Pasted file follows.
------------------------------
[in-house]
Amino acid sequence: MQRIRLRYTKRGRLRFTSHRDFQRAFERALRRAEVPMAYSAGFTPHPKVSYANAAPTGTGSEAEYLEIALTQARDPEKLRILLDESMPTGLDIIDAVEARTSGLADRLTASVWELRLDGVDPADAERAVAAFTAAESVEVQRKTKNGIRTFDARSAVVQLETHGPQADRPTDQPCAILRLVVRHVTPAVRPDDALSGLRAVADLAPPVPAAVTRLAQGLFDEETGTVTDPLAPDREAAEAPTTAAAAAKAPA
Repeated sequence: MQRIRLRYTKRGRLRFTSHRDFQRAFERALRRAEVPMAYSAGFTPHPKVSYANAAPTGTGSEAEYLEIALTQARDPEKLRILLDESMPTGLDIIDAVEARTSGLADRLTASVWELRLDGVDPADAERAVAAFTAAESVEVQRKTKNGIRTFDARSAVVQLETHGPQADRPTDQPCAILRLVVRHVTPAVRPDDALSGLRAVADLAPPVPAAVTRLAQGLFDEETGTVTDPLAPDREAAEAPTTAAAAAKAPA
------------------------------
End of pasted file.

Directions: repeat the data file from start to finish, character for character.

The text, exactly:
[in-house]
Amino acid sequence: MQRIRLRYTKRGRLRFTSHRDFQRAFERALRRAEVPMAYSAGFTPHPKVSYANAAPTGTGSEAEYLEIALTQARDPEKLRILLDESMPTGLDIIDAVEARTSGLADRLTASVWELRLDGVDPADAERAVAAFTAAESVEVQRKTKNGIRTFDARSAVVQLETHGPQADRPTDQPCAILRLVVRHVTPAVRPDDALSGLRAVADLAPPVPAAVTRLAQGLFDEETGTVTDPLAPDREAAEAPTTAAAAAKAPA
Repeated sequence: MQRIRLRYTKRGRLRFTSHRDFQRAFERALRRAEVPMAYSAGFTPHPKVSYANAAPTGTGSEAEYLEIALTQARDPEKLRILLDESMPTGLDIIDAVEARTSGLADRLTASVWELRLDGVDPADAERAVAAFTAAESVEVQRKTKNGIRTFDARSAVVQLETHGPQADRPTDQPCAILRLVVRHVTPAVRPDDALSGLRAVADLAPPVPAAVTRLAQGLFDEETGTVTDPLAPDREAAEAPTTAAAAAKAPA